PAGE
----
Teenage Researcher: Your PayPal Account Can Be Hacked

Can PayPal account be hacked?

Can your PayPal account be hacked? You may think your PayPal account is secure, but think again.

Even if you’ve signed up for PayPal’s Security Key feature, you still need to ponder the safety of your account.

An Australian researcher — just 17 years old — says it’s easy, for a hacker at least, to get around PayPal’s two-step (or two-factor) authentication precautions. Security Key is PayPal’s add-on that sends you a text message to your phone with a second security key needed to access your account.

In the security section of the official PayPal website, the company explains:

“The PayPal Security Key gives you a second authentication factor when you’re logging in to your account. In addition to your password, you enter a One Time Pin (OTP) that is unique for each login. These two factors give you stronger account security.”

But that’s not so as Joshua Rogers tells PC Magazine. The problem with PayPal’s Security Key feature is connected to eBay. And a hacker only needs a user’s eBay and PayPal login credentials to access the account holding the money. If you authorize eBay to immediately withdraw its fees from your PayPal account when a sale is complete, your PayPal account could be vulnerable.

On his blog, Rogers describes:

“When setting this up, you’re (obviously) asked for your PayPal login. Once you’re actually logged in, a cookie is set with your details, and you’re redirected to a page to confirm the details of the process. And this is where the exploit lays. Now just load http://www.paypal.com/ , and you are logged in, and don’t need to re-enter your login.”

PC Magazine notes that another loophole in this feature occurs when a person who has enabled Security Key doesn’t have a phone. If they can’t receive a text message with that second code, they can opt to answer two security questions. The magazine suggests that sort of information is readily available to hackers, too.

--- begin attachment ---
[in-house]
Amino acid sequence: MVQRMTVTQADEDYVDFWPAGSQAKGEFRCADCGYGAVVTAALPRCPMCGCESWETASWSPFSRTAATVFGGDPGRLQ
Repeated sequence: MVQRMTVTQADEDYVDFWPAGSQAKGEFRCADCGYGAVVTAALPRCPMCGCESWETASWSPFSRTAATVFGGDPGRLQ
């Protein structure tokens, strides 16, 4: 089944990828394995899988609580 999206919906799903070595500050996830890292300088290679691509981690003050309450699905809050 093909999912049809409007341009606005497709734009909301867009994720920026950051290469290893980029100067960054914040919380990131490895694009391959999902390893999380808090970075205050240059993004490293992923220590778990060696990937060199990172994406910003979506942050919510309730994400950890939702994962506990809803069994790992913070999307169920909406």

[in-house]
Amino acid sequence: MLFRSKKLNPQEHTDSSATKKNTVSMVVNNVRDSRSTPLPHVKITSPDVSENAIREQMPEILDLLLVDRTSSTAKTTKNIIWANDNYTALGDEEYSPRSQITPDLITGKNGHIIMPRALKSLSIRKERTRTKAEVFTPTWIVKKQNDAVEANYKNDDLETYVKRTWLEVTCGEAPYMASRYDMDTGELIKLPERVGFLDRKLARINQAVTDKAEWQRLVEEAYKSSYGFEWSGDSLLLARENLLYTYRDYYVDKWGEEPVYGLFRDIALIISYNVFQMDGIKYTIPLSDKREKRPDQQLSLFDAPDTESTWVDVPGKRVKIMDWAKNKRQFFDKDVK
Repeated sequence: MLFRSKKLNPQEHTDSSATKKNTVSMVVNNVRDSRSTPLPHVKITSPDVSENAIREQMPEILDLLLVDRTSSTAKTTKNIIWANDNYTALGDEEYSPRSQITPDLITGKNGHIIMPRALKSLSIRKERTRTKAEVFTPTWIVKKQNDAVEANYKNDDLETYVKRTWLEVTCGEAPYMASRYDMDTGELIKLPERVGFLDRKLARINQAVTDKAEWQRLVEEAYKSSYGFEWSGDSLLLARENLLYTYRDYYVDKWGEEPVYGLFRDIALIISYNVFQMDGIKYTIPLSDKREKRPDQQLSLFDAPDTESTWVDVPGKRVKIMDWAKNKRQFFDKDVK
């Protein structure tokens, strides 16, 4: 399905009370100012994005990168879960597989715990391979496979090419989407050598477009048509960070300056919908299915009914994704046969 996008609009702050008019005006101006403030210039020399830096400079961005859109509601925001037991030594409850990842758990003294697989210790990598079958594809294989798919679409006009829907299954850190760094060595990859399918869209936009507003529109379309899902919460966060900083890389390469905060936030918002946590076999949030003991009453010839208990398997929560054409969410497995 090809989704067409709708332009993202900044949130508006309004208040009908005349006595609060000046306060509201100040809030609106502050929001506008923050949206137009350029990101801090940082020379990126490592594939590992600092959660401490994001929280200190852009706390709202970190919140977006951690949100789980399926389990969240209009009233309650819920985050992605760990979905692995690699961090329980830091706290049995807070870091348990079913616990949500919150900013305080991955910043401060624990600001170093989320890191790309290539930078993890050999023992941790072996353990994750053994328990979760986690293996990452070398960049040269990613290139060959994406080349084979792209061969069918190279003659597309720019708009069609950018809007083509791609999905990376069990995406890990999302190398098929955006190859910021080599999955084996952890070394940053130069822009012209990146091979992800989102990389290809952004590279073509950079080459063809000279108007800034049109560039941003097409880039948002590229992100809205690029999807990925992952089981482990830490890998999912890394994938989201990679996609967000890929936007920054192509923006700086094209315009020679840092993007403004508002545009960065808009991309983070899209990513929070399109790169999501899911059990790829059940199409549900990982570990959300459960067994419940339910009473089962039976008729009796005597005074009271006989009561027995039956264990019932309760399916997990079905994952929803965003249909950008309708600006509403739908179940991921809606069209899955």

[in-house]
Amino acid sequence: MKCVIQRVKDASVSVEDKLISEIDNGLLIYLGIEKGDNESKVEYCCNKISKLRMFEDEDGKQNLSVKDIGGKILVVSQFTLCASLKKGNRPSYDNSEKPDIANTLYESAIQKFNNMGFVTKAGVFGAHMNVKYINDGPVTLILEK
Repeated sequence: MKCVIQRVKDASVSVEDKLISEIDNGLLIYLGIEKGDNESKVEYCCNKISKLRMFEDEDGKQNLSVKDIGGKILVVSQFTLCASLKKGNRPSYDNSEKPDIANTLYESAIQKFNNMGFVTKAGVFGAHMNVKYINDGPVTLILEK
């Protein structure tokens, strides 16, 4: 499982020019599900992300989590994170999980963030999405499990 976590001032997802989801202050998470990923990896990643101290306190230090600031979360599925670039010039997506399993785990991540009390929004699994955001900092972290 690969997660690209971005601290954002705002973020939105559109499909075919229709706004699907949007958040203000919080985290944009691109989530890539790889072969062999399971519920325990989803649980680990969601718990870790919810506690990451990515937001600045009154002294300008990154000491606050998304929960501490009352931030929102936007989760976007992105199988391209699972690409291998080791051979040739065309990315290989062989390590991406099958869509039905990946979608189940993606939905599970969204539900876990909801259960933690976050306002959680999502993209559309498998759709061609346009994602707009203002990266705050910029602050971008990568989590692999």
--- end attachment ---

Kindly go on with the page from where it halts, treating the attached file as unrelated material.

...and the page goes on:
By going public with the flaw in PayPal’s security system, Rogers will miss out on any compensation for his discovery. PayPal actually offers a Bounty Program for researchers who alert the company to security flaws. Rogers tells PC Magazine that he told PayPal of his work in early June but nothing became of his alerts.

Remix of Shutterstock monitor image


Joshua Sophy - Assistant Editor

Joshua Sophy Joshua Sophy is the Assistant Editor for Small Business Trends and the Head of Content Partnerships. A journalist with 17 years of experience in traditional and online media, Joshua got his start in the newspaper business in Pennsylvania. His experience includes being a beat reporter covering daily news. He eventually founded his own local newspaper, the Pottsville Free Press, covering his hometown. Joshua supervises the day-to-day operations of Small Business Trends' busy editorial department including the editorial calendar and outgoing assignments.

4 Reactions

  1. Thanks for this information.

    Getting hacked is not fun-it happened to one of my websites 3 times in the past couple of weeks.

    And, if PayPal is vulnerable….

    Sounds to me Paypal needs to go one step further.

    They make enough money to do this right.

    The Franchise King®

  2. I’ve known for a while that PayPal accounts can get hacked into, because I’ve read about it unfortunately happening to some people. Whether PayPal plans to/will do anything about the above vulnerability remains to be seen. They’ve had two months already.

  3. Aww, I don’t believe it. I just saw a commercial from them stating that they have security that is like your money being stored in a titanium safe protected by ninjas 🙂

  4. My account was recently hacked. Someone bought a phone from Russia. They froze my account but not before the transaction was processed.

    PayPal quickly reversed the charges and gave me a 10$ credit. They are currently investigating the theft.

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